Step in Problem SolvingSkill Set Needed
1. Identifying the problemActive listening, research
2. Understanding and structuring the problemAnalysis
3. Searching for possible solutions or coming up with your own solutionCreativity, communication
4. Making a decisionDecision making
5. Implementing a solutionTeamwork, dependability, communication
6. Monitoring the problem and seeking feedbackActive listening, dependability, communication

Then, note how you are either planning to or are improving your problem-solving skills. This may include gaining more technical knowledge in your field, putting yourself in new situations where you may need to problem solve, observing others who are known for their good problem-solving skills, or simply practicing problems on your own. Problem solving involves a diverse skill set and is key to surviving in a technical workplace.

Resources:

  1. Problem-Solving Skills: Definitions and Examples. Indeed Career Guide.
  2. Tynjälä, Päivi & Slotte, Virpi & Nieminen, Juha & Lonka, Kirsti & Olkinuora, Erkki. (2006). From university to working life: Graduates’ workplace skills in practice.

 

Samantha Zerger, business analytics consultant with the Financial Risk Group, is skilled in technical writing. Since graduating from the North Carolina State University’s Financial Mathematics Master’s program in 2017 and joining FRG, she has taken on leadership roles in developing project documentation as well as improving internal documentation processes.

 

 

The Importance of Good Teamwork in the Technical Workplace

This is the fourth post in an occasional series about the importance of technical communication in the workplace.

Daily teamwork is an essential part of technical workplace success. Strong technical communication and collaboration skills are necessary to be an active and successful member of a team working to achieve a common goal.

When thinking about the term teamwork, the collaborative effort of a team, many associate Tuckman’s stages (1965) of team development: forming, storming, norming, and performing. In 1977, Tuckman added a fifth stage: adjourning.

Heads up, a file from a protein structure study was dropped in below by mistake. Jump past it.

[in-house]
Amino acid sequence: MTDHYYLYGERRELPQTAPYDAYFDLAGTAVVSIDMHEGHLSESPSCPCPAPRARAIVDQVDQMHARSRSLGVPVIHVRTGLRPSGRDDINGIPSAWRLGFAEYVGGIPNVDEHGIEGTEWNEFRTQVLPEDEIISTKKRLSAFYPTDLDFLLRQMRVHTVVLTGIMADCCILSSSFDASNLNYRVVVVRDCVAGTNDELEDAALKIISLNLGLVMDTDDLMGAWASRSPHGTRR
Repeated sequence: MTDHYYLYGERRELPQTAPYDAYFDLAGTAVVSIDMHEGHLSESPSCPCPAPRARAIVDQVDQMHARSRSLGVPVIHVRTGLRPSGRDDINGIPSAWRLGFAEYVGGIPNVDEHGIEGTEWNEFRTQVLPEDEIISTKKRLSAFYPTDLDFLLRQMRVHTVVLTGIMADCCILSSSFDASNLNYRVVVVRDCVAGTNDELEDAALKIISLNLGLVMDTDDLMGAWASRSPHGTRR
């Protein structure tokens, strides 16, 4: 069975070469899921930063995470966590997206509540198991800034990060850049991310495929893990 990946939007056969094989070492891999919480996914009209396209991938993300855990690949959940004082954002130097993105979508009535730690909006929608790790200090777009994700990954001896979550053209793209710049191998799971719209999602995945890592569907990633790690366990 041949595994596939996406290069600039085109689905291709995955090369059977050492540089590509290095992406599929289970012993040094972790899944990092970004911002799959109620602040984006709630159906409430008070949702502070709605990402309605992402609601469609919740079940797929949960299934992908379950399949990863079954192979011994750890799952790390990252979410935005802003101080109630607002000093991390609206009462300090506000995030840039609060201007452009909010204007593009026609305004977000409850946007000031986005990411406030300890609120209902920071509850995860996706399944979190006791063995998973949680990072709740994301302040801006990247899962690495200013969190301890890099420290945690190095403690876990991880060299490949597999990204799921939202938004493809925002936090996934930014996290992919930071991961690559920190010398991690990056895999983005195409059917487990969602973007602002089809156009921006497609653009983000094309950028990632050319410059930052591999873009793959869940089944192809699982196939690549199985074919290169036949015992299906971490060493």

1. Forming – This stage involves the meeting of all the team members, discussions of each member’s skills, and dividing up of responsibilities.
  2. Storming – This stage involves the sharing of ideas among the members. Team leaders must resolve any challenges/competition between members and ensure that the project is moving forward.
  3. Norming – This stage involves the complete understanding of a common goal and responsibilities among members. Major conflicts are resolved.
  4. Performing – This stage involves the team members working efficiently together with minimal issues. The project work should continue on schedule.
  5. Adjourning – This stage involves the team members reaching their project end and going their separate ways onto new projects.

Although Tuckman’s stages represent a standard team development flow, there is much more to think about as a member of that team. How should I converse with others during a conflict in the Storming stage? How should I discuss my skills with other members in the Forming stage? How do I ensure that I do not fall behind the project schedule in the Performing stage?

Here are some tips that may help you in the different stages of team development:

  • Be flexible in your work. In the Forming stage, you may be asked to complete a task that you may not particularly enjoy. Thus, in order to be a good team member, you must be flexible enough to say that you will complete the task to reach the team’s common goal.